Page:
HOT OFF THE PRESS… or in this case, the scanner!
Willard L. Bowman (1919-1975) served as Director of the Alaska State Commission for Human Rights from its inception in 1963-1970, when he ran, and won, a seat in the Alaska House of Representatives. Bowman was a widely recognized human and civil rights leader and one of Alaska’s first African American legislators. His influential words are now available to read online at Alaska’s Digital Archives.
The following excerpt is from one of Willard Bowman’s speeches as Director of the State Commission for Human Rights given in December of 1964, just shy of a year and half after the Commission was created by the 1963 Legislature.
“Let’s now turn to the question of the human rights picture in Alaska. As I said before, our agency has been in existence barely 18 months, yet this has been long enough for us to have gathered enough data and statistics to be able to make one statement of fact. In no city of any size in Alaska, have we found where equal opportunities exist in employment or housing for the Alaska Native, the Negro, and to a lesser degree, other highly visible minorities.
This comes as no shock to the minorities involved, for being the victims they are for the most part well aware of the block put in their road; nor should it be a shock to those of you who work in the field. For those who make up that mass of faceless humanity called the General Public, it evidently does come as a shock.
In the past year our office has accepted many invitations to speak to civic, religious, and labor groups, and without fail after each talk one of the first questions asked is “But really there isn’t much discrimination in Alaska is there?”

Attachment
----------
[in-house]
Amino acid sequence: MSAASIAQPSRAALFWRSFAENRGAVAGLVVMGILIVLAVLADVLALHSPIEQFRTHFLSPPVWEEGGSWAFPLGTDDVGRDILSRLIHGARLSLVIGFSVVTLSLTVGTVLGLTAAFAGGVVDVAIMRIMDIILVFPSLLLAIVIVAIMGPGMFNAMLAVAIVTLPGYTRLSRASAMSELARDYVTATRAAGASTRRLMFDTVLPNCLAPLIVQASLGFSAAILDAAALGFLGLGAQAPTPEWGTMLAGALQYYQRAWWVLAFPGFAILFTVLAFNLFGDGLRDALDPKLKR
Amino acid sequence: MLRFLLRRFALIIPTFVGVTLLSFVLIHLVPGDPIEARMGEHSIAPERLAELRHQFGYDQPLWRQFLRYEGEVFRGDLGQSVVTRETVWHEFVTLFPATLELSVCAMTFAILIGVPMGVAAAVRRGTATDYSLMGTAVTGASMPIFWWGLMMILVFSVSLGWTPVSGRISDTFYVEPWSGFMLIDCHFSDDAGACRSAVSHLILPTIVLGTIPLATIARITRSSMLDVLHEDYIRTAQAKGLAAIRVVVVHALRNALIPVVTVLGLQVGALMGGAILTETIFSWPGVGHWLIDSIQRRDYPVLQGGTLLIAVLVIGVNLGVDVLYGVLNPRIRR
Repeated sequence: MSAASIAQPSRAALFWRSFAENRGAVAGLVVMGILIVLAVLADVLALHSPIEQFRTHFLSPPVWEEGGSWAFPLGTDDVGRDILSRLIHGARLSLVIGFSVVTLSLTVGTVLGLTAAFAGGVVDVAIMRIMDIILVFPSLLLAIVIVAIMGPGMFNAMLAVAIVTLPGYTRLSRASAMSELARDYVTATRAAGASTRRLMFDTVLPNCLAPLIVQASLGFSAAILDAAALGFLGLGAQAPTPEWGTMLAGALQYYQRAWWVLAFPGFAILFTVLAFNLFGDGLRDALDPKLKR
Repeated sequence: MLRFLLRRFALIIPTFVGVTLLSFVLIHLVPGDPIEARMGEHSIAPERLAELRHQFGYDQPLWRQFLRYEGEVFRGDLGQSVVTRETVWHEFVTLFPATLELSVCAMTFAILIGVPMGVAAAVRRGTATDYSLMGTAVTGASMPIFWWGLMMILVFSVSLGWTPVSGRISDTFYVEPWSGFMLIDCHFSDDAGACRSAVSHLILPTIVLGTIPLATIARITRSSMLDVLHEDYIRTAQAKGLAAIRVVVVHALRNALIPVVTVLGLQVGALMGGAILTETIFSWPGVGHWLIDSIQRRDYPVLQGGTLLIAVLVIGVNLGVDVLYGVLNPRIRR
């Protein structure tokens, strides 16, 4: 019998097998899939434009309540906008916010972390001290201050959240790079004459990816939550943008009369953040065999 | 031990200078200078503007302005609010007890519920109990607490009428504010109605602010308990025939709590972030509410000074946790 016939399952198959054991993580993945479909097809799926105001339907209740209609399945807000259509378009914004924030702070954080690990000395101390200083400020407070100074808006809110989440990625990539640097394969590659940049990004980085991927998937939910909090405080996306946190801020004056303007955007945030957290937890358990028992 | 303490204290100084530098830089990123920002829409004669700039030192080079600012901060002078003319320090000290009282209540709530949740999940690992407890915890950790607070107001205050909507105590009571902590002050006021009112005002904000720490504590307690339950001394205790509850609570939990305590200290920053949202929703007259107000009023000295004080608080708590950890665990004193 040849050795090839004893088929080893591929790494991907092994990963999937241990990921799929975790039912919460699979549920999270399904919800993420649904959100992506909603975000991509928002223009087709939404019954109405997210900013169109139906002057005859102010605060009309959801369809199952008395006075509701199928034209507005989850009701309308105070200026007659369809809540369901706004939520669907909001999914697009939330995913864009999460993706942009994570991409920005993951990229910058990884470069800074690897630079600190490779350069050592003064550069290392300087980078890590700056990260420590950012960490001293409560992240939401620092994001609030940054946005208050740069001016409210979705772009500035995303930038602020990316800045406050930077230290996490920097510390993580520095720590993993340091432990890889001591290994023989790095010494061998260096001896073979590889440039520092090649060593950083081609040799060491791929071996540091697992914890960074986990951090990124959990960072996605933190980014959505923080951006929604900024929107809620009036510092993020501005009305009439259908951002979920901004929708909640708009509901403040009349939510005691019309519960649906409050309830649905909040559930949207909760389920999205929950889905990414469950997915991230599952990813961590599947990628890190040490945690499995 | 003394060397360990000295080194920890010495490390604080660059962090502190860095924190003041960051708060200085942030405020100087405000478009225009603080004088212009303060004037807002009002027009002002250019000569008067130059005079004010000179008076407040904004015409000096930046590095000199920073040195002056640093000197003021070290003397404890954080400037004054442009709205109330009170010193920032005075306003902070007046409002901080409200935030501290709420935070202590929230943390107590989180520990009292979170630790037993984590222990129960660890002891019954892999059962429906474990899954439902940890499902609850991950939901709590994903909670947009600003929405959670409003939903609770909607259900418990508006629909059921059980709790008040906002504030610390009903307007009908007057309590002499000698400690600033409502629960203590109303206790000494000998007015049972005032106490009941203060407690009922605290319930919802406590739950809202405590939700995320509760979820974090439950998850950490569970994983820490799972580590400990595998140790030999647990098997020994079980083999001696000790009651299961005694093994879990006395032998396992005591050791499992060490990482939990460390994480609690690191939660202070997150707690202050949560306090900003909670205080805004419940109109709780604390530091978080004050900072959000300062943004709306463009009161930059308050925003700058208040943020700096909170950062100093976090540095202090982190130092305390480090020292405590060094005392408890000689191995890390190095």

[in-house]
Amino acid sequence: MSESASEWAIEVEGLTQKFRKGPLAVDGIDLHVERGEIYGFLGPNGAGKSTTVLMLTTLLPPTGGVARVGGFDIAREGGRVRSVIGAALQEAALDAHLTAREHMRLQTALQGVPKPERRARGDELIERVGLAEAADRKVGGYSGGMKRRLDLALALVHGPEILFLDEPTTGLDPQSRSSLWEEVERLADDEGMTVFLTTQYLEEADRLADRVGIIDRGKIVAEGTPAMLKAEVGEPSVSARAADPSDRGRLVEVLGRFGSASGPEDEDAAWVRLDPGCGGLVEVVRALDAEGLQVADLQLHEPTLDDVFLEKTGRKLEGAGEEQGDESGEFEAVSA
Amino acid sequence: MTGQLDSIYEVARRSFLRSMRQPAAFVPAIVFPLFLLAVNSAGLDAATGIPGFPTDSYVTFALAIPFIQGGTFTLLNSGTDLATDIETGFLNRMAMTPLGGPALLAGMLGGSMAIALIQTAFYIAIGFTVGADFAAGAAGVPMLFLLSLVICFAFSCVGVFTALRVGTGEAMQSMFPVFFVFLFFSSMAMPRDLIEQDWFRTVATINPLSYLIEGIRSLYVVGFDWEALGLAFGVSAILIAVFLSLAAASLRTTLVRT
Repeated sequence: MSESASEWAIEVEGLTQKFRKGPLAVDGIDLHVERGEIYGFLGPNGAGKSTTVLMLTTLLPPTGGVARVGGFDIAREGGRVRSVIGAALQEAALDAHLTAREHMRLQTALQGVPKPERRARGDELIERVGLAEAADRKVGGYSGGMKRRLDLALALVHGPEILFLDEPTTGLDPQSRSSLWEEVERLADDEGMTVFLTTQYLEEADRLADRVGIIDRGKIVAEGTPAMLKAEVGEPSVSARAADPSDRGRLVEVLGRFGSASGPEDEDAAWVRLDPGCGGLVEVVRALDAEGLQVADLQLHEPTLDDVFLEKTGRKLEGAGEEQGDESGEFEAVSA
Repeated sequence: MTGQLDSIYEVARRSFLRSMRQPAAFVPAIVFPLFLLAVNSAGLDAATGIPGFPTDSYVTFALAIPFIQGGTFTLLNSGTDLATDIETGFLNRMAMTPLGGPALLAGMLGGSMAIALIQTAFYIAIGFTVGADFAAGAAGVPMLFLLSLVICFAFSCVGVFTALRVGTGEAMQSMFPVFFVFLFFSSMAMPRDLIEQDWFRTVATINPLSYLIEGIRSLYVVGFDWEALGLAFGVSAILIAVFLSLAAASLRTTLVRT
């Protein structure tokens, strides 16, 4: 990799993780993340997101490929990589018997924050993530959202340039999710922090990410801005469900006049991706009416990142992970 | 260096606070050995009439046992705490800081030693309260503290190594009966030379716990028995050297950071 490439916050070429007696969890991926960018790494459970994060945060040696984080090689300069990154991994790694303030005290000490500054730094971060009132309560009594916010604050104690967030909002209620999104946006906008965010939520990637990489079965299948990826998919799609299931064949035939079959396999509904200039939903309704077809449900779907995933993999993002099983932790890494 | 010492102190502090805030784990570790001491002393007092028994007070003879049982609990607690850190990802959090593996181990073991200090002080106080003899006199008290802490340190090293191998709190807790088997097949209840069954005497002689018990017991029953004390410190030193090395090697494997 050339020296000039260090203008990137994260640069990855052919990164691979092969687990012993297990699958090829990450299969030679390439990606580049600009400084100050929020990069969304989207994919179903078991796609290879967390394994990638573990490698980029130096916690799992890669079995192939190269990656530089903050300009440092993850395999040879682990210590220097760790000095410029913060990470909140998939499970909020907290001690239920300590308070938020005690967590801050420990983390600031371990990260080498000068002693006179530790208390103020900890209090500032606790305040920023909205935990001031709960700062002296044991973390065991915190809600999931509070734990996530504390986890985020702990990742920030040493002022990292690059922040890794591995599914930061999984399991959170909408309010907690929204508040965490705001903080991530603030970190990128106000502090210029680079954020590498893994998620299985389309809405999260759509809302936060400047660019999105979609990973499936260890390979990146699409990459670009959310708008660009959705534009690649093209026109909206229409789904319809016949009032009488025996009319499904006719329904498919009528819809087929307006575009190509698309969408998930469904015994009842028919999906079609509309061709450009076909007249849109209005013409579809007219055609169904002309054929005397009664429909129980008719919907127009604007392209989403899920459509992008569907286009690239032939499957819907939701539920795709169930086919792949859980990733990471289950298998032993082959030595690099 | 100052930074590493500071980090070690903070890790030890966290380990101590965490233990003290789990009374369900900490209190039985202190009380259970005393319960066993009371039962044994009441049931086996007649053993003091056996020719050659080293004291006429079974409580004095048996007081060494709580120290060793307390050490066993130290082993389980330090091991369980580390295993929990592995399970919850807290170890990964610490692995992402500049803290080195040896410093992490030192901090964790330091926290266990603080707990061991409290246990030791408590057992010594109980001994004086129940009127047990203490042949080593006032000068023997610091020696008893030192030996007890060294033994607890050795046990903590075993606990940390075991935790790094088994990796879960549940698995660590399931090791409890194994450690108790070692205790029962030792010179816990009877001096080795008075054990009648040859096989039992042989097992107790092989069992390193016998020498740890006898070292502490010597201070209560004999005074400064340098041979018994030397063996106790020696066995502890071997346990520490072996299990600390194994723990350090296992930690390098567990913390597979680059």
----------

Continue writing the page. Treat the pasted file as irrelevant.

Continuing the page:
We have heard many proposed reasons for this in equal job opportunities or in equal housing opportunities, they run the gamut from “cultural disadvantages” on the one hand, down to the earthy “drunkenness” on the other extreme, but I say most of it is plan garden type discrimination.
Do you want proof? Let’s belabor the point by my indicating specific reasons why I can make this statement. What city do you wish to start with? Since we are meeting in Juneau, let me tell what I know about it, while I hope none of you are on the Juneau Chamber of Commerce.
Here we have a city which is not only the capitol of Alaska, but is boasting of it’s being the third largest, with a population according to the 1960 census of almost 10,000 people in the greater Juneau area. Naturally this has increased in four years.
But what of the minorities? Where do they live? Where do they work? How do they live? The racial climate of any city can be seen, you don’t have to ask.
Walk the streets of Juneau, and observe as I have. You will find that except for isolated instances the Native, though ranking high in percent of total population, is not represented in the work force of this city, bit it in service, professional, or construction. Shall we go into housing, or is the less said about that the better? As for Negros, they are not strong enough in number to constitute an argument one way or the other, yet they too suffer.”
You can read this speech in full on Alaska’s Digital Archives at: http://vilda.alaska.edu/cdm/singleitem/collection/cdmg41/id/1098/rec/1
For other speeches by Bowman, visit the Alaska Digital Archives at: http://vilda.alaska.edu/cdm/search/collection/cdmg41/searchterm/bowman/order/nosort